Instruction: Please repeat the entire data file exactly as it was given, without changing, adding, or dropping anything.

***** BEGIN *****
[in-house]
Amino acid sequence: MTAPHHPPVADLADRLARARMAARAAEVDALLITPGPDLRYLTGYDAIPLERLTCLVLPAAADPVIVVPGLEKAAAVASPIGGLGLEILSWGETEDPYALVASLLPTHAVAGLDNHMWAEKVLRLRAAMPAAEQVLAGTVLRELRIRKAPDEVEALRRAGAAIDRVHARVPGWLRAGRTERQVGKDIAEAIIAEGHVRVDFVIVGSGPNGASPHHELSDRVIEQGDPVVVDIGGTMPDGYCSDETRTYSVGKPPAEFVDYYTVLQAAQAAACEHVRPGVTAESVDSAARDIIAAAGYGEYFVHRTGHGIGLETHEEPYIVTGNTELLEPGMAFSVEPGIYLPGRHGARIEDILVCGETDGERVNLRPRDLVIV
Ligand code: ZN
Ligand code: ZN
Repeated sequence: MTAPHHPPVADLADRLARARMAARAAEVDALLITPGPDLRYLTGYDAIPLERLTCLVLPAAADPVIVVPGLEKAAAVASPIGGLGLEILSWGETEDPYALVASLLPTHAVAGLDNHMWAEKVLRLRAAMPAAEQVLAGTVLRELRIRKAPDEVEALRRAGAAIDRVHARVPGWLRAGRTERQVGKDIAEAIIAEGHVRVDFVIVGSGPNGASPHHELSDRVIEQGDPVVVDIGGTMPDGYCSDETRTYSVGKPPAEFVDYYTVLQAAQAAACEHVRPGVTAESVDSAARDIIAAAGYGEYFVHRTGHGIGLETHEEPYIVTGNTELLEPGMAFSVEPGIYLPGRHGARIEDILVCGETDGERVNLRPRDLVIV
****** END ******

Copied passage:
[in-house]
Amino acid sequence: MTAPHHPPVADLADRLARARMAARAAEVDALLITPGPDLRYLTGYDAIPLERLTCLVLPAAADPVIVVPGLEKAAAVASPIGGLGLEILSWGETEDPYALVASLLPTHAVAGLDNHMWAEKVLRLRAAMPAAEQVLAGTVLRELRIRKAPDEVEALRRAGAAIDRVHARVPGWLRAGRTERQVGKDIAEAIIAEGHVRVDFVIVGSGPNGASPHHELSDRVIEQGDPVVVDIGGTMPDGYCSDETRTYSVGKPPAEFVDYYTVLQAAQAAACEHVRPGVTAESVDSAARDIIAAAGYGEYFVHRTGHGIGLETHEEPYIVTGNTELLEPGMAFSVEPGIYLPGRHGARIEDILVCGETDGERVNLRPRDLVIV
Ligand code: ZN
Ligand code: ZN
Repeated sequence: MTAPHHPPVADLADRLARARMAARAAEVDALLITPGPDLRYLTGYDAIPLERLTCLVLPAAADPVIVVPGLEKAAAVASPIGGLGLEILSWGETEDPYALVASLLPTHAVAGLDNHMWAEKVLRLRAAMPAAEQVLAGTVLRELRIRKAPDEVEALRRAGAAIDRVHARVPGWLRAGRTERQVGKDIAEAIIAEGHVRVDFVIVGSGPNGASPHHELSDRVIEQGDPVVVDIGGTMPDGYCSDETRTYSVGKPPAEFVDYYTVLQAAQAAACEHVRPGVTAESVDSAARDIIAAAGYGEYFVHRTGHGIGLETHEEPYIVTGNTELLEPGMAFSVEPGIYLPGRHGARIEDILVCGETDGERVNLRPRDLVIV